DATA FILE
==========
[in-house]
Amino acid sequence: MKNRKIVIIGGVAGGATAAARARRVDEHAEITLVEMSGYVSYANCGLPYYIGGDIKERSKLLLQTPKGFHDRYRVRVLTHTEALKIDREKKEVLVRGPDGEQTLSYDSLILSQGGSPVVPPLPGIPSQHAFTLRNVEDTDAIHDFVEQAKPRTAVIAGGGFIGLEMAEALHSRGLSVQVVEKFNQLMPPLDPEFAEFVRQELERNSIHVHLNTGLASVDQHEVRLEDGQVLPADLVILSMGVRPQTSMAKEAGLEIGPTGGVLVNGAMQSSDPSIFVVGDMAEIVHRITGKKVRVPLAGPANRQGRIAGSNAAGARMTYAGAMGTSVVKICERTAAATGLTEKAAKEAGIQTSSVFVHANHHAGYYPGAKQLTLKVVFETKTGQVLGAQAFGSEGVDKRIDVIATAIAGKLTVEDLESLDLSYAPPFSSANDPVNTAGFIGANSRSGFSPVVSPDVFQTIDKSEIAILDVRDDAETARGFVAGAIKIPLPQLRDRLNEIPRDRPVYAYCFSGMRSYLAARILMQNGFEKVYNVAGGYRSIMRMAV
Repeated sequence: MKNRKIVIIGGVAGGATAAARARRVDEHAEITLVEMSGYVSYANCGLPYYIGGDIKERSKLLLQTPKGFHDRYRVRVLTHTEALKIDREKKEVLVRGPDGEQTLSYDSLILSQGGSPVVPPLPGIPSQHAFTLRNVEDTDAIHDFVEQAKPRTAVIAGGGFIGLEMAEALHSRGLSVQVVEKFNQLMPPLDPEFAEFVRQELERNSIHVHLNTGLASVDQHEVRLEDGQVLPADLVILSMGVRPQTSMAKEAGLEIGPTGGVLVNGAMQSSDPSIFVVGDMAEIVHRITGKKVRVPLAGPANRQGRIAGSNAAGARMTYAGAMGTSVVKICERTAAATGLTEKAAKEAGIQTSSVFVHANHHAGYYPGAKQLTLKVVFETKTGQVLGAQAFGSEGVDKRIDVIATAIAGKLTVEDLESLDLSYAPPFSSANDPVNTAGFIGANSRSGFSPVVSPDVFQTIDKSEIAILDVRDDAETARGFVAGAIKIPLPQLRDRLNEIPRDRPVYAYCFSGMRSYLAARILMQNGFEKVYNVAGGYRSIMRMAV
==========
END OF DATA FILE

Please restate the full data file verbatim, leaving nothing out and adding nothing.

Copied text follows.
[in-house]
Amino acid sequence: MKNRKIVIIGGVAGGATAAARARRVDEHAEITLVEMSGYVSYANCGLPYYIGGDIKERSKLLLQTPKGFHDRYRVRVLTHTEALKIDREKKEVLVRGPDGEQTLSYDSLILSQGGSPVVPPLPGIPSQHAFTLRNVEDTDAIHDFVEQAKPRTAVIAGGGFIGLEMAEALHSRGLSVQVVEKFNQLMPPLDPEFAEFVRQELERNSIHVHLNTGLASVDQHEVRLEDGQVLPADLVILSMGVRPQTSMAKEAGLEIGPTGGVLVNGAMQSSDPSIFVVGDMAEIVHRITGKKVRVPLAGPANRQGRIAGSNAAGARMTYAGAMGTSVVKICERTAAATGLTEKAAKEAGIQTSSVFVHANHHAGYYPGAKQLTLKVVFETKTGQVLGAQAFGSEGVDKRIDVIATAIAGKLTVEDLESLDLSYAPPFSSANDPVNTAGFIGANSRSGFSPVVSPDVFQTIDKSEIAILDVRDDAETARGFVAGAIKIPLPQLRDRLNEIPRDRPVYAYCFSGMRSYLAARILMQNGFEKVYNVAGGYRSIMRMAV
Repeated sequence: MKNRKIVIIGGVAGGATAAARARRVDEHAEITLVEMSGYVSYANCGLPYYIGGDIKERSKLLLQTPKGFHDRYRVRVLTHTEALKIDREKKEVLVRGPDGEQTLSYDSLILSQGGSPVVPPLPGIPSQHAFTLRNVEDTDAIHDFVEQAKPRTAVIAGGGFIGLEMAEALHSRGLSVQVVEKFNQLMPPLDPEFAEFVRQELERNSIHVHLNTGLASVDQHEVRLEDGQVLPADLVILSMGVRPQTSMAKEAGLEIGPTGGVLVNGAMQSSDPSIFVVGDMAEIVHRITGKKVRVPLAGPANRQGRIAGSNAAGARMTYAGAMGTSVVKICERTAAATGLTEKAAKEAGIQTSSVFVHANHHAGYYPGAKQLTLKVVFETKTGQVLGAQAFGSEGVDKRIDVIATAIAGKLTVEDLESLDLSYAPPFSSANDPVNTAGFIGANSRSGFSPVVSPDVFQTIDKSEIAILDVRDDAETARGFVAGAIKIPLPQLRDRLNEIPRDRPVYAYCFSGMRSYLAARILMQNGFEKVYNVAGGYRSIMRMAV